By Michael Rosenthal
Q: I am a Training manager supporting our organization’s largest business unit. Given the economy, we haven’t been able to offer much in terms of bonuses and other perks in recent years. My client has asked me to teach managers how to motivate their staff in the absence of those perks, and I’m out of ideas. Any advice?
A: While bonuses and other financial incentives are nice, they are not the only things that motivate people in the workplace. In fact, one could argue that they are relatively ineffective at sufficiently motivating professionals for the long term.
Instead of guessing what motivates individual employees, managers should start out by asking them. On an individual basis, explore what is important to each contributor. What are their goals? Which tasks and responsibilities would they prefer? What could the manager do to make their jobs more fulfilling? Many of us fail to ask, either because we don’t think of it or because we are afraid of going down a dangerous path: What will we do if they ask for something we can’t accommodate?
Managers should be up front with their staff about expectations and limitations. They also should share the reasoning behind a decision. Something along the lines of, “I want to tell you early on that we do not foresee paying any bonuses this year. This is because…” Or, “I understand you want to work on our high-profile account, but I don’t think that it’s appropriate because…” Be sure to give the honest reasons behind the decision—this might involve some research and/or problem-solving on the manager’s part. For example, instead of saying the company won’t have any surplus, you might share that the company has decided to invest in R&D to bolster its competitive position in the market (and why that is important to the employee); or, you might identify the specific steps that must be undertaken to help an employee reach the next level in their career so they are ready to take on an important assignment.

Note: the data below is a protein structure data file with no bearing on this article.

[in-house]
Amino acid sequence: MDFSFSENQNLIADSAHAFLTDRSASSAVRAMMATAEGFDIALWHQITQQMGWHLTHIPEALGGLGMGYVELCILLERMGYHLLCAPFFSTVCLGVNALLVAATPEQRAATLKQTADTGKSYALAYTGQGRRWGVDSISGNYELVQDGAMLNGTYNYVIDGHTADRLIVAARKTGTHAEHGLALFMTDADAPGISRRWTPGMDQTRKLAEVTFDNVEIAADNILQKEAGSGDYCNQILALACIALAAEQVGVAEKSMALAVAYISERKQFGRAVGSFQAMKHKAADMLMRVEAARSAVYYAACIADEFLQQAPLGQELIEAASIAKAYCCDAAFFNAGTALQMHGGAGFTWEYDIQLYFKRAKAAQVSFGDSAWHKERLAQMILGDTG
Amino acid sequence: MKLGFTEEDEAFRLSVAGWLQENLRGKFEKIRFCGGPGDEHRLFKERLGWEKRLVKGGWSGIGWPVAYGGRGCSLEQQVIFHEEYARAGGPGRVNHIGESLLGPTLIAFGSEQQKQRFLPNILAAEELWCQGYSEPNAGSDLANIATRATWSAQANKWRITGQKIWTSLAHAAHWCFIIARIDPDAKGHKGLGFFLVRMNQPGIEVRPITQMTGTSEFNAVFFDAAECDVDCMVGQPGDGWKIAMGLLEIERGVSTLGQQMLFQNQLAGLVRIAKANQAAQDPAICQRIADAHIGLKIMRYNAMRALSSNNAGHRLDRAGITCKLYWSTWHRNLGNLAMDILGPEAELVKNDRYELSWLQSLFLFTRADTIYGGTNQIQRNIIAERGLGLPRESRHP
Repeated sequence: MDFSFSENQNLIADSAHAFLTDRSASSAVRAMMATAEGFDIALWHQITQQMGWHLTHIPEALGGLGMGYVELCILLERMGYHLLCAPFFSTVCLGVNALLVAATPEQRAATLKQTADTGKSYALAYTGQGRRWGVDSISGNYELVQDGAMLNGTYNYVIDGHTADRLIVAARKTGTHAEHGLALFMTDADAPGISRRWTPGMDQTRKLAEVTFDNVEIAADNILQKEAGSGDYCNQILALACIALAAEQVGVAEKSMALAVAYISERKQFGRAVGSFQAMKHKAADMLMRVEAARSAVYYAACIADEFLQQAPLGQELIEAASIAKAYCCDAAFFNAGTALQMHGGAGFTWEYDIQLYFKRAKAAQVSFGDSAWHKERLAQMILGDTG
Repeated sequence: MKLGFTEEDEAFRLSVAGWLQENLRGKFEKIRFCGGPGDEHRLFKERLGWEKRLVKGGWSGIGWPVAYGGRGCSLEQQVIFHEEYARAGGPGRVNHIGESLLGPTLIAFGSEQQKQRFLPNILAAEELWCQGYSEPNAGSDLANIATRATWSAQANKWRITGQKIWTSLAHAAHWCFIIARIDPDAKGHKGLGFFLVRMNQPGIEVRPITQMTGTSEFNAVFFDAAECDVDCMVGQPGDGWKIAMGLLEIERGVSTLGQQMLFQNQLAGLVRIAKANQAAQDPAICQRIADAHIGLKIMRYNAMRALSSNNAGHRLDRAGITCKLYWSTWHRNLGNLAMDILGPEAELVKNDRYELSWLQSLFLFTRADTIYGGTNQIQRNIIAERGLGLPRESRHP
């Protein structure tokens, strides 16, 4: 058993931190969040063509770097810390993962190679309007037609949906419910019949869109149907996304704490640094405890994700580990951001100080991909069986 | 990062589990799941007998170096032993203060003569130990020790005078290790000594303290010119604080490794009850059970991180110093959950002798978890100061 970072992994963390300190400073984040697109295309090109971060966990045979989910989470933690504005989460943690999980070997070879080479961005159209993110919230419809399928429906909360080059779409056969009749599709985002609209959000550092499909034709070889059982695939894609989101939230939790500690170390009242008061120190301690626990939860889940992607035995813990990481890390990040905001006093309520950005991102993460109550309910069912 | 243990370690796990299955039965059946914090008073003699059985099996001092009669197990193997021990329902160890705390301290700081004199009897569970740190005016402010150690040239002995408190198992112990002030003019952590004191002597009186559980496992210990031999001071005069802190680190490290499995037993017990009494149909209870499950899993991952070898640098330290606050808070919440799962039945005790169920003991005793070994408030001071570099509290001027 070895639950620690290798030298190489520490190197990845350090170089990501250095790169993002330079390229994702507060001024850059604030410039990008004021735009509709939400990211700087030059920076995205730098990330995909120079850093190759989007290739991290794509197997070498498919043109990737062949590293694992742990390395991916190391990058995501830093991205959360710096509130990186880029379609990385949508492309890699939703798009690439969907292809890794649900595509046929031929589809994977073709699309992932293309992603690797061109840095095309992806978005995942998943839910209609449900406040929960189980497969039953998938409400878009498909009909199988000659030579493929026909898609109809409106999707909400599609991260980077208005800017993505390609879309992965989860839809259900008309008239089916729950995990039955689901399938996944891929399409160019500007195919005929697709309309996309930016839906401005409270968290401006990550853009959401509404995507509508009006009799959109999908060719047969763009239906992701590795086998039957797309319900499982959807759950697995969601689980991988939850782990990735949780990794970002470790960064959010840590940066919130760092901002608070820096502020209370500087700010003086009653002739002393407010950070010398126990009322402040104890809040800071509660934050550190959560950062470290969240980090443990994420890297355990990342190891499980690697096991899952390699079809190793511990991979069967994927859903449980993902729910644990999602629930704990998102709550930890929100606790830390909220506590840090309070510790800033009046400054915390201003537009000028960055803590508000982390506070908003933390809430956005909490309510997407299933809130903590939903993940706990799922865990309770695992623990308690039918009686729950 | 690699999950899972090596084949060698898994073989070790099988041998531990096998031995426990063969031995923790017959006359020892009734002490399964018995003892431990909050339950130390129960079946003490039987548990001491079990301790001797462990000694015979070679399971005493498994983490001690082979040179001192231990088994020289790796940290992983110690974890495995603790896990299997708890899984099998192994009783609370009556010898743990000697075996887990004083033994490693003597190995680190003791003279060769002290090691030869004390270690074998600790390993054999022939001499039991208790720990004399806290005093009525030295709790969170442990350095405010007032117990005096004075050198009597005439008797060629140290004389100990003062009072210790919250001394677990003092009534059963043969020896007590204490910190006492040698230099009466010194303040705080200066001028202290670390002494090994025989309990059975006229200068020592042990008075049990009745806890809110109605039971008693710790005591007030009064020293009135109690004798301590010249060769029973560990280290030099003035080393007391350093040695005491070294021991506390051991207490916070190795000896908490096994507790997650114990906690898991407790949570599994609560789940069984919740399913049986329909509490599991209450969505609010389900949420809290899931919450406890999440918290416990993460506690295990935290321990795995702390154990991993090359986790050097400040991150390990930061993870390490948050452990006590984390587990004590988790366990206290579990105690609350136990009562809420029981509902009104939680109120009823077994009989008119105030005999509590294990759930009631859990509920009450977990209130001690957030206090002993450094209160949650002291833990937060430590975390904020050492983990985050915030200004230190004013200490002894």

Arguably, a manager’s chief responsibility is to develop their staff and to make each contributor the best they can be. Most of us want to feel heard and respected. We want to be recognized for our individuality and the unique strengths we bring. Whenever possible, managers should consider Pareto’s 80-20 rule, and focus on developing their staff’s strengths instead of on closing the gap in their weaknesses. It’s important that the employee be part of the process. So, together with the direct report, a manager should develop an action plan for the employee’s professional development.
Encourage managers to assemble their teams and highlight each contributor’s core strengths. Communicate how each person contributes to the group’s success, and how the group fits in with the larger corporate mission and strategy. Caution against waiting until formal feedback/review sessions to highlight individual successes and contributions, and be sure to include the rest of the team when you do—the others in the group will have a greater appreciation of their teammate’s talents, and likely will be motivated to up their game for a similar opportunity to shine in the spotlight. Profiling an individual’s accomplishments in a company newsletter, intranet, or other communiqué is an especially effective means of encouragement.
Ask staff for feedback. Foster an environment that encourages direct reports to participate in the decision-making process by sharing their ideas and cite opportunities for improvement (but decisions still rest with the manager). Even if the manager rejects their ideas (by sharing the rationale for rejecting them), employees will feel respected by having their ideas considered and by receiving constructive feedback.
The end result is a team of creative and motivated employees.
Michael Rosenthal is managing partner of Consensus (www.consensusgroup.com), a negotiation and conflict resolution firm headquartered in New York and with regional offices in the Middle East that offers an array of services through three practice areas: Consulting, Training & Development, and Peace Building. For more information, contact mailto:email@example.com.